Ever since Amazon’s takeover of Whole Foods, speculation has only swelled about which other retailer the e-commerce giant might partner with (if not outright acquire) next. While locations analysts company Foursquare recently made a splash with data-fueled musings that Amazon may be interested in scooping up home improvement retailer Lowe’s, eyewear startup Warby Parker or department store Nordstrom, it turns out to be Kohl’s that will, at least, bring Amazon into its space.
Could Kohl’s be a takeover opportunity for Amazon? Such talk is premature, according to Jim Fosina, CEO of Fosina Marketing Group. For one thing, Kohl’s is no Whole Foods. “A potential deal with Kohl’s is vastly different from the Whole Foods deal, as the frequency of in store shopping visits is much lower in Kohl’s,” he said in an email to Retail Dive. “Perishables drive greater frequency of shopping and potentially much larger aggregate margins per customer than the non-perishable Kohl’s customer visit.”
Still, the tie-up will yield information about an expansion of any kind, Fosina says. “I suspect that Amazon will get a full understanding whether Kohl’s is the right partner based on unit sales within the Kohl’s stores and by gaining insight from the data they receive from Kohl’s customers (including their email addresses) as to the profile of the Kohl’s /Amazon customer,” he said. “Are the bulk of these customers already Amazon customers? What percentage? What is the value of the Amazon/Kohl’s customer currently in the Amazon file? Amazon will determine whether the presence in store warrants further investment. on their part.”
If Amazon finds that having an in-store presence in Kohl’s with a limited set of products allows them to sell newly acquired customers an even wider range of products and services online, they’ll continue, he also said. “If not…they will end the relationship in these stores quickly.”
This is an chance for Amazon to explore customer acquisition from a set of consumers who aren’t likely to be Prime members, Fosina also said. “Amazon has a HUGE opportunity to acquire new customers,” he said. “Amazon obviously sees the profile of the Kohl’s customer as a market segment they are desirous of having. Amazon won’t settle until the day that they can say that more than 80% of the consumers in the USA and the world spend a significant percentage of their product related purchases within the control of the Amazon interface.”
At minimum for Amazon, of course, it’s an opportunity to showcase its devices, many of which serve as shopping conduits via its Alexa voice assistant. Electronics, like apparel, benefit from the brick-and-mortar shopping experience and Amazon has had precious few opportunities — outside of a few pop-ups, its nascent bookstore fleet and now its Whole Foods stores — to display them for customers to try.
“When it comes to electronics, you have to see it — remember how much those Apple stores helped Apple?” Howard Davidowitz, chairman of New York City-based retail consulting and investment banking firm Davidowitz & Associates, told Retail Dive about Amazon’s bookstore-based device sales. “I applaud them. I think it’s exactly the right thing to do, and it will help grow their business.”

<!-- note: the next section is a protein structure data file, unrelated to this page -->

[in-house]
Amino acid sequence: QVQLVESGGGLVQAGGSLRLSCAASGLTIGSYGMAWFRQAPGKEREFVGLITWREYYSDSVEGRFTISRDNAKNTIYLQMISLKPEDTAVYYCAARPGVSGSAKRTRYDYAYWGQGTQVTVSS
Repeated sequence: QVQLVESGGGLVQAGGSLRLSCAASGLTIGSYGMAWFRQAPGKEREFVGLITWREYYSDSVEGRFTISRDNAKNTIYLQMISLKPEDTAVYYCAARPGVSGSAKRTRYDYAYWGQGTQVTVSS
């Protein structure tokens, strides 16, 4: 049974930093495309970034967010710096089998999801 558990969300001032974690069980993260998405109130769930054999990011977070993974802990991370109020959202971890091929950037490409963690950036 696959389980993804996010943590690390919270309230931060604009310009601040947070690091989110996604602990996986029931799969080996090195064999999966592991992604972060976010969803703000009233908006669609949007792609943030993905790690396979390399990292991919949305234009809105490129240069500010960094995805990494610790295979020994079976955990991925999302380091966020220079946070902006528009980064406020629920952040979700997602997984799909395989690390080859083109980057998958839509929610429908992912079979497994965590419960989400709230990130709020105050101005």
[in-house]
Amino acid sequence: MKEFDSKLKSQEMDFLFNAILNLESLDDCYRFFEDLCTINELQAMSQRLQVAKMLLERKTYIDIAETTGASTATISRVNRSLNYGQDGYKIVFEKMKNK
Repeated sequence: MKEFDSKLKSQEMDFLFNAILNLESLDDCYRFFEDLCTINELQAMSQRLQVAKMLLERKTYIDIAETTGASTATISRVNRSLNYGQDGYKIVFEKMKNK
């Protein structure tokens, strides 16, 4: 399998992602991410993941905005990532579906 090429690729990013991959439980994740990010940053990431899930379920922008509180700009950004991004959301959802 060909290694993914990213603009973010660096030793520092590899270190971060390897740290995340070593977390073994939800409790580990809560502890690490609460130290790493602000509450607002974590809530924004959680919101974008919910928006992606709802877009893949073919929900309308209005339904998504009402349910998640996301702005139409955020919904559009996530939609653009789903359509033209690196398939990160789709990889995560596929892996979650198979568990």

For Kohl’s, the tie-up is fraught with risk, considering how Amazon has taken market share in a number of categories, including electronics, apparel and footwear. Plus, Amazon’s devices aren’t just nifty speakers. They also serve as passageways into its formidable retail juggernaut, with Alexa suggesting things to buy from Amazon and its Marketplace — not from Kohl’s.
“Everyone was shocked and amazed at Amazon’s bookstore, but the bookstore is a Trojan horse to get devices into consumers’ hands,” retail futurist Doug Stephens, author of “Reengineering Retail: The Future of Selling in a Post-digital World,” told Retail Dive last year. “Everything Amazon does is aimed at that — getting their consumer into their ecosystem.”
But in a statement Wednesday, Kohl’s chief merchandising and customer officer Michelle Gass insisted that it’s a mutually beneficial marriage of forces and an opportunity for Kohl’s to differentiate its assortment. “We believe in the power of our store portfolio and know that our future as a best-in-class omnichannel retailer will be driven by how inventive, compelling and unique we can make our store experience,” Gass said. “Kohl’s and Amazon share a customer obsession and we’ve joined together to leverage each other’s strengths and deliver a great experience customers can only find at Kohl’s.”
Cooper Smith, head of Amazon research at digital insights firm L2, does see it as a win/win. Kohl’s will likely see more shoppers on Black Friday thanks to the popular devices, and Amazon gets that physical retail distribution, which is all-important amid the scramble for traction in voice, he said. The number of Americans using a voice assistant device is forecast to increase 129% this year to 36 million, with Amazon alone capturing 70% share, according to L2.
“The Echo was the top-selling item on Prime Day and will likely continue to be a hot item this holiday shopping season,” he said in an email to Retail Dive. “When it comes to voice assistants, the market is still nascent enough that the number one priority for Amazon, Google, and Apple at the moment is to increase the installed based of their voice platforms, so that in the future they can layer services such as advertising onto those platforms and generate revenue that way.”
e a new “Amazon smart home experience” at 10 Kohl’s stores in the Los Angeles and Chicago areas.